And you've got two choices: either you engage, or you go into denial about both your immediate social and physical surroundings and your whole elaborate interior palace of memory and selfhood. Engagement isn't necessarily pleasant, and for many, possibly these days even for most, there is an excruciating cat's-cradle of family negotiations to be got through -- the ambivalent stepchildren, the partner's hostile grown-up children, the siblings' bonkers partners, the widowed parent's new spouse's bonkers grown-up children (and here I speak from the heart), and so on and so forth. But denial seems worse: not just po-faced but icy-hearted as well.

So the Christmas Trifle will get made again this year: strawberries, raspberries, honey-poached fresh cherries, macaroons, syllabub etc etc. The tree will go up, the presents be wrapped, and the Kings' choir be sung along with whenever the telecast is, though I do draw the line at red felt antlers on the cats, who would never tolerate such a thing in any case.

And if anyone says Merry Christmas to me, then call me Forrest Gump if you will, but I'll resist the assumption that they're actually saying 'F*ck you' unless the greeting is accompanied by a rude hand gesture or a right hook to the jaw. I'll assume that what they're actually saying is, well, Merry Christmas.


elsewhere said...

Onya Pavlov (oops, almost wrote Pavlova)! Christmas is a great time for receiving chilli chocolate and other such delights from people in your office whom otherwise despise you and vice versa.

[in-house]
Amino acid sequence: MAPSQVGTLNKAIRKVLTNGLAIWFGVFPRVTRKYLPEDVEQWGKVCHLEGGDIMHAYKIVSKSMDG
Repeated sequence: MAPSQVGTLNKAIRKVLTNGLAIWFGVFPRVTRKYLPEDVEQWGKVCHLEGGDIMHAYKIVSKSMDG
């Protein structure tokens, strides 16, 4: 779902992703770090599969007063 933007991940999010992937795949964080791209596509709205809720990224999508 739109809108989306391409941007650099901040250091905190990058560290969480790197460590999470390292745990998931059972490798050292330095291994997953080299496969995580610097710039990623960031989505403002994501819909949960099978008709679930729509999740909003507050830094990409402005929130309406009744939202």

If you're interested, one of those British socialist lesbian feminists wrote an article called 'Red Christmas' about the trials of celebrating Christmas as a British socialist lesbian feminist and single mother of a son...But I can't remember anything more than that, except that it was in an anthology of her essays in the same stripey volumed series as 'The Pirate's Fiancee.' Unfortunately, her name totally escapes me now.

(Well, what could you expect from That Department? A certain person thought sundried tomatoes at a social function was excessive.)

Pavlov's Cat said...

Chilli chocolate?

Erm ... why? I am reminded here of Bertie Bott's Every Flavour Beans.

'Red Christmas' got past me, like so much else in life, but it sounds like a hoot. If she has become a blogger, she'll be getting flamed by RWDBs on almost every count you list: socialist, lesbian, feminist, single mother ...

Anonymous said...

Now I don't know whether to send Pavlov a Christmas card or not. It is clear the corner mutterers could not sing, but as this characteristic is not uncomplicatedly cool, had to refuse in more anti- ways.
Now that I've had children, Christmas seems both more horrendously commercial, and also a lot more fun. My 5 year old's list includes 'horses (4)', 'bubble gum', and 'calves'. The calves aren't due til April, unless she means the other kind, in which case, with luck, she'll inherit her father's. I want chilli chocolate...

Pavlov's Cat said...

Anonymous needs to know that PC really loves getting Christmas cards, particularly glitter cards from children. It's just that, in some tiny corner of her being, she still thinks she ought not to enjoy it. (PC would also like to point out that she didn't realise what her initials would be until it was too late ...)